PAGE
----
Proxy indicators can help companies better understand people’s dominant sources of income — and forecast sales more accurately. For instance, in markets such as Ethiopia, where farming is the main income source for 80% of people, rainfall quality is a reliable predictor of fluctuations in consumer demand because it determines the quality of harvests, and thus the income people receive.

The second area MNCs need to rethink is what ultimately drives consumer decisions. Here we find that companies’ product, pricing, and marketing strategies are often informed by myths:

Myth #1: Africans are conspicuous consumers. African consumers are often depicted as shoppers interested in luxury brands, a narrative driven by media stories of, for example, rising champagne consumption in Nigeria and Angola. This perception leads MNCs to overestimate demand for status-enhancing products. After all, the average consumer allocates most of their spending (75%) to basics such as food and transportation. Our research also indicates that consumers are generally conservative in how they allocate their money: They value saving and education, and prize durability over flashiness when buying higher-cost items.

Take Kudzai, a hairdresser living in Harare, Zimbabwe, who told us she needed to save for months before being able to afford a microwave. When she eventually could, she made sure to avoid the cut-price models sold at the new Chinese stores popping up in the city. Instead, she opted for a more expensive Japanese brand because she could not take the risk of investing her savings in a product that might break down.

MNCs need to ensure they are connecting with these priorities and offering products and services that align with local consumers’ values and needs. Companies cannot assume economic growth will automatically create demand for flashy goods, or that poorer consumers will accept lower-quality products.

Myth #2: They are adopting Western habits. There is a common belief that as Africa develops, it will become increasingly Westernized. While consumers are acclimatizing to some products that were uncommon only a few years ago (cheese, for example), our ground research points more to continuity than to change. For instance, even middle- and upper-middle-income consumers continue to prefer shopping for staples in open-air markets rather than in malls, believing them to be fresher and to offer better value.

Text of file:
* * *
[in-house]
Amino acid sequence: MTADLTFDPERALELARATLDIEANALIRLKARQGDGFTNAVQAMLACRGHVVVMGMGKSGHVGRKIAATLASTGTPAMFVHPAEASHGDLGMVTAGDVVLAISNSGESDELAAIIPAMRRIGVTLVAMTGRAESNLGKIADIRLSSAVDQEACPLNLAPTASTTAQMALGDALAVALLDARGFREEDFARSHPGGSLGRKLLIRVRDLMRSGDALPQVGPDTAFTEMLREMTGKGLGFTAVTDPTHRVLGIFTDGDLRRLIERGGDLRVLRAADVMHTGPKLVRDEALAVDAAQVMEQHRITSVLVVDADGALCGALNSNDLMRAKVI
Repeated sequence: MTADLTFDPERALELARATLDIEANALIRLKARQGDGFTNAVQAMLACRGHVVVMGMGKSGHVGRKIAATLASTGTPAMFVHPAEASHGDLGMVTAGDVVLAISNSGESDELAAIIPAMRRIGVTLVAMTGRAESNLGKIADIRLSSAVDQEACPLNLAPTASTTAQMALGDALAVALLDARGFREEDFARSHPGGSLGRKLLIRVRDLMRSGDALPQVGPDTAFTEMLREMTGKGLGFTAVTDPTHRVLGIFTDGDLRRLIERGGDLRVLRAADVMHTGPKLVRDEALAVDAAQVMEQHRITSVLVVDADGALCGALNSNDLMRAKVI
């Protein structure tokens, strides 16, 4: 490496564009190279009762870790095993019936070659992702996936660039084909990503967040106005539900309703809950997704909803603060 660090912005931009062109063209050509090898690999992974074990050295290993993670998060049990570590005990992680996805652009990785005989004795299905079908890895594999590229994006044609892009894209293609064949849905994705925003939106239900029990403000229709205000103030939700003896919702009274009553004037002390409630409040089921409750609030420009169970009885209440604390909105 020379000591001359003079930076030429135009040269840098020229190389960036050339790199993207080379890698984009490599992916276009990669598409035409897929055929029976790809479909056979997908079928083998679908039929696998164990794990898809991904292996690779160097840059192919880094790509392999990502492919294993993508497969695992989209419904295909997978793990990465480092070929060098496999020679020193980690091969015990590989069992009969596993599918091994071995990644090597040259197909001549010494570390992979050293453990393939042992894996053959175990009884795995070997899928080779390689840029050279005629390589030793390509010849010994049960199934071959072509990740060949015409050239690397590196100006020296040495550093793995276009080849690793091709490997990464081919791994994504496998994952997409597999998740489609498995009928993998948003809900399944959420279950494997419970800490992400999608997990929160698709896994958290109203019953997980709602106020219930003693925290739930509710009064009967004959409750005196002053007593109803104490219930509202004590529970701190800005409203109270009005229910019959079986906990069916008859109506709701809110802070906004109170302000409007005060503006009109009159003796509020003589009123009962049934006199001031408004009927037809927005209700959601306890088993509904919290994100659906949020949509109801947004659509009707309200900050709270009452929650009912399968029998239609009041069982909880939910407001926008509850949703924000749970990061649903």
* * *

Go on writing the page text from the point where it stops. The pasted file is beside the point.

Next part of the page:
Similarly, traditional ties between individuals and large family networks remain a major feature of life in Africa. Take Kofi, a public relations executive in Accra, Ghana, whom we interviewed: He earns a good monthly salary but sends 20%–30% of his earnings at the end of the month to support relatives living in his home village. While these transfers mean he has less to spend on himself, they increase the spending power of his family members in his rural village. Consumers like them (who tend to lack job opportunities) consequently have more to spend than MNCs typically assume, but they are often overlooked as a target segment. This local reality of pooled and shared resources is often not reflected in standard employment and incomes data. MNCs thus need to refine their assumptions about who their customers are and what their purchasing power is.

Finally, companies need to let go of the idea that Africa will see a China-style consumer “revolution.” While the consumer opportunity is large, growth in the consumer class will be modest. We forecast that the size of this group across Africa as a whole will increase by 4.4%, on average, by 2020, growing the customer base from 250 million people to 290 million — a steady but certainly not revolutionary expansion — by the end of the decade.

Each of the countries in Africa will evolve in diverse ways. Some, such as the Democratic Republic of Congo, will continue to perform poorly on our CCCI and see limited consumer class growth, because wealth is poorly distributed throughout the population. Others, such as Kenya, will keep performing well, though consumers there will continue to spend cautiously due to cultural attitudes prioritizing saving and support for extended family networks.

In short, to succeed in the continent, MNCs need to understand how these markets are changing, expand access to broader groups of consumers, and provide offerings that are tailored to specific countries.